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Out This Week (In The US): Bad Day at Black Rock, Jack Reacher 2, Yoga Hosers & more


Jack Reacher: Never Go Back – Man, did I enjoy this movie! I liked the first Jack Reacher movie, but I didn’t love it. I felt like it was a good action flick but it didn’t quite fire on every level for me. So I went into this second film looking forward to it but not overly excited, and I ended up really enjoying it. The story is more interesting, the characters are more fleshed out, and Tom Cruise still kicks ass as Jack Reacher. I know some of the books’ fans complain because Cruise doesn’t physically fit with the character’s description in the novels, but I really like Cruise’s portrayal of this steely bad-ass. He’s tough and can fight like hell, but the film also shows that he’s human, covered with cuts and bruises and often aching and sore after a fight. And Cobie Smulders of How I Met Your Mother and the Avengers movies makes a more-than-capable partner for Cruise. Even the potential-daughter storyline that I thought would be annoying helped humanize the character as well as add some good story beats. Just a great action thriller from start to finish.

Boo!: A Madea Halloween (and Madea on the Run) – Ahhh, Madea. I wish I could say that I don’t see why Tyler Perry bothers to continue making Madea movies, but it’s pretty obvious why: they’re still very popular. I think Perry’s actually a good actor (see: Gone Girl) and I think he can make a perfectly fine career for himself as an actor. But the Madea films continue to come out and make significant amounts of money, almost always opening at number one. So why would he stop making them? Now, I’ll admit I’m not a huge fan of the films; the ones I’ve seen haven’t really impressed me. Boo: A Madea Halloween is pretty much more of the same. Tyler Perry in drag. A solid ensemble cast. A thin plot. That all said, this is probably one of the better ones of the (admittedly few) Madea films I’ve seen. If you like the character and the films, you’ll probably enjoy this one. Also available this week is Tyler Perry’s Madea on the Run: The Play, which sees another Madea stage play filmed and released on DVD, which makes a nice companion piece.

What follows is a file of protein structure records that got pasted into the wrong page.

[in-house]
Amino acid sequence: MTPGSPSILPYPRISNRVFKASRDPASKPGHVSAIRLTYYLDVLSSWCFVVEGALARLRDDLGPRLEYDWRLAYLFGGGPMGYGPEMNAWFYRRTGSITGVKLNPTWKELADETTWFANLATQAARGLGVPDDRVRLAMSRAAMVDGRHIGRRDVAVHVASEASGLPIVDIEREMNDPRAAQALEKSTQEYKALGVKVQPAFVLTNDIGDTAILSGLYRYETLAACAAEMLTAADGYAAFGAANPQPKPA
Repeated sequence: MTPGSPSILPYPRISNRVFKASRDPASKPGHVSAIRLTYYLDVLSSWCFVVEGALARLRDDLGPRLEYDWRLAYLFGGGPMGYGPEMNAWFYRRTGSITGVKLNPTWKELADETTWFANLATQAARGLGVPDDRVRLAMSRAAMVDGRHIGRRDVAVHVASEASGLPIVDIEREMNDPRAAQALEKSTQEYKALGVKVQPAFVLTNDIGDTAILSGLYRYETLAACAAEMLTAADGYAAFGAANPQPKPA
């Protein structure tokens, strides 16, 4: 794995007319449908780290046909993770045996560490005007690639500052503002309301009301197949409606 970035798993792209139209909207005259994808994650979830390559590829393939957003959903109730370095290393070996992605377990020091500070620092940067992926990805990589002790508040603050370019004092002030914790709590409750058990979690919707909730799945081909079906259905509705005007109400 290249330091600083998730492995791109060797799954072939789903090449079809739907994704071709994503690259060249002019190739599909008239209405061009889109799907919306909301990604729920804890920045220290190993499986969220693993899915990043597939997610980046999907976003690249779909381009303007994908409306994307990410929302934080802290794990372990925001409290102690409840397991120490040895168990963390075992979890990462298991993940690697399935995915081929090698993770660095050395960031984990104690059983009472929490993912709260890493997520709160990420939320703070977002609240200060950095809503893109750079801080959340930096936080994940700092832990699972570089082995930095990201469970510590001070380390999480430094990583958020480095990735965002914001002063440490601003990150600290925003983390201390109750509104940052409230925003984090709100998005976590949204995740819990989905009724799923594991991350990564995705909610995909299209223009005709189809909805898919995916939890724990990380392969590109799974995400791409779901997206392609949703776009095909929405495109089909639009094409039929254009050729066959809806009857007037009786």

Poltergeist II and III – Shout Factory’s Scream Factory Imprint continues to crush it with their premium horror releases, this month giving us Poltergeist II and III on Blu-ray for the first time. Each one comes loaded with new extra features, plus there’s that gorgeous slipcover art and reversible cover artwork. Now, Poltergeist is a horror classic. Poltergeist II is a decent sequel that isn’t as bad as many horror sequels of the ‘80s were. The fact that the cast returns and the story continues from the first film makes it feel more like an actual continuation of the story and not just a cheap cash-in. Then there’s Poltergeist III, which sees the return of young Carol Anne but transplants her to a high-rise building with surrogate family members. It’s an interesting take (but really, how many haunted houses could the family move into?) and despite some flaws, I enjoy it overall. A quality job as usual.

Yoga Hosers – Remember when Kevin Smith made movies people paid attention to? So do I. I don’t know exactly what happened to him, but after two horror movie outings with Tusk and Red State, Smith returns to the comedy fold with Yoga Hosers, which is a comedy with… well, bratzis. As in, Nazis made out of bratwurst. And no I’m not kidding. Clearly, Smith wants to live in the horror world for a while but he also clearly wanted to get back into comedy. This time he casts his daughter, Harley Quinn Smith alongside Johnny Depp’s daughter, Lily-Rose Depp, which makes it harder to take the movie seriously as an actual film and not just a passion project that works as a chance for Smith and his buddy Johnny Depp (who also stars in the film as he did in Tusk, under heavy make-up and with a French accent) to make a movie with their kids. There are a ton of other Smith regulars as well, like Ralph Garman, Justin Long, Jason Mewes, Jennifer Schwalbach (his wife), Haley Joel Osment, and more. There are also some nice throwbacks to Smith’s early films like Clerks, and while the movie has some fun moments, it still isn’t quite what I was hoping for. I enjoyed it more than I didn’t, but it doesn’t come close to any of Smith’s classic comedies.